Bad Haircut Or Makeover Opportunity?

Ever been told things happen for a reason? Yes, even being on the receiving end of a bad haircut! Recently, I went into a new hairdresser and asked for the Jennifer Aniston look. I hadn’t had a cut for a long time because I’d changed states and was a bit hesitant (to say the least)  about letting a new hairdresser touch my precious locks. Lengthwise; it was long. Damn long!

Needless to say, I walked out with a short bob. My initial response was WTF! Not only had this new hairdresser neglected to do as I asked, but I’d lost at least 15 cm of pure length. The horror! Jennifer Aniston’s style was, therefore; totally out of the question. So, I walked out of the salon with murderous intent because the ‘professional’ with scissors had snipped away at my identity.

After a few hours of despair, self pity and all that crap, I decided to flip my attitude and considered myself quite lucky. Loads of people get the same hair cut – time after time. With a bad cut, you have an opportunity to experiment with something different. It’s all in the attitude. You can either sulk about it until your hair grows back or you can turn lemons into lemonade. And here’s a few tips on how to do just that.

1. Avoid DIY cutting

Put down the scissors NOW! DIY works well for a variety of other things but fixing your haircut really isn’t one of them. It doesn’t matter if you have a bit of experience, either. Chances are you are probably a bit emotional and what starts as a bad hair cut could end up being a total disaster.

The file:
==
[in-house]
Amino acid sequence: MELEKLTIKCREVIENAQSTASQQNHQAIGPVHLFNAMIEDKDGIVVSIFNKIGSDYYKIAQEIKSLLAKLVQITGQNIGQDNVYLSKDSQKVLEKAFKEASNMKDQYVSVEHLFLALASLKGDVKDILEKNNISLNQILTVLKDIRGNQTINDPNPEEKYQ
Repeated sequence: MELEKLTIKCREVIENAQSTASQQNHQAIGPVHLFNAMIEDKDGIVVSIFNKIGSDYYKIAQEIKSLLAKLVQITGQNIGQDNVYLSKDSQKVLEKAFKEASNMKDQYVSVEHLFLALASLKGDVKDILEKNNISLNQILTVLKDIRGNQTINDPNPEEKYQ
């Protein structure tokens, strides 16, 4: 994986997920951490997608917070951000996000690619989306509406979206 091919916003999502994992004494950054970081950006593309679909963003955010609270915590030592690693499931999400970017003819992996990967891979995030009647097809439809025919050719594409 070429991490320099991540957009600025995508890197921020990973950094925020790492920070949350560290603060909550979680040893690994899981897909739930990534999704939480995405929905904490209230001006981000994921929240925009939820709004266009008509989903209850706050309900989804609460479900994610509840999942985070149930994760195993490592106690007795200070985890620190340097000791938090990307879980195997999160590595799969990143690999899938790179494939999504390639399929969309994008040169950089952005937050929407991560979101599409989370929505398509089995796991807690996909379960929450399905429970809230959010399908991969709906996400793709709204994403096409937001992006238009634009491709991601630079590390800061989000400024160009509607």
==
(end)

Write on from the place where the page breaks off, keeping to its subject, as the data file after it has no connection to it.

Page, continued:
2. Check out the latest styles

Jump on the internet and check out the latest styles. Work out what will suit you and be realistic about achieving it. If you’ve had long hair for a while, going short will be a big change and you will need some time to get used to it. Make the best of the situation and think sexyThere are plenty of sexy shorter styles, which may look better than your previous long locks.

3. Using what you have

If you have natural curls, reinventing a bad haircut will be fairly easy. If you have straight hair, you may want to invest in a curling wand or opt for an even shorter look. You will need to go to another hairdresser to have it done. Either way, think about what type of hair you have and work out ways to make that bad hair cut work for you.

4. Products

Most of us have a few products tucked away. It’s time to use them. If you don’t have any, think about what you want to achieve, go and spend a bit of money and buy them. They aren’t going to break the bank and they will make you feel better. It’s tough to put a price on that! For example, the wet look is really sexy and suits lots of different hair styles. Applying it is easy and you can get the look you are after. Plus, it can cost as little as $10.

5. Attitude

It doesn’t matter what your hair looks like. Beauty comes from within.  If you walk around with a shitty attitude, it will shine through. If you approach this event as time for a makeover, you’ll do fine. You’ll probably get comments about how great the new style is and how brave you are for trying something new.

If you obsess about your misfortune, not only will you act and sound like a whinger, which repels people, but you will have missed an opportunity to improve yourself. Life often throws things at you for this specific purpose. So grab it with both hands and make it work for you.

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From Businesswoman To Baby Wrangler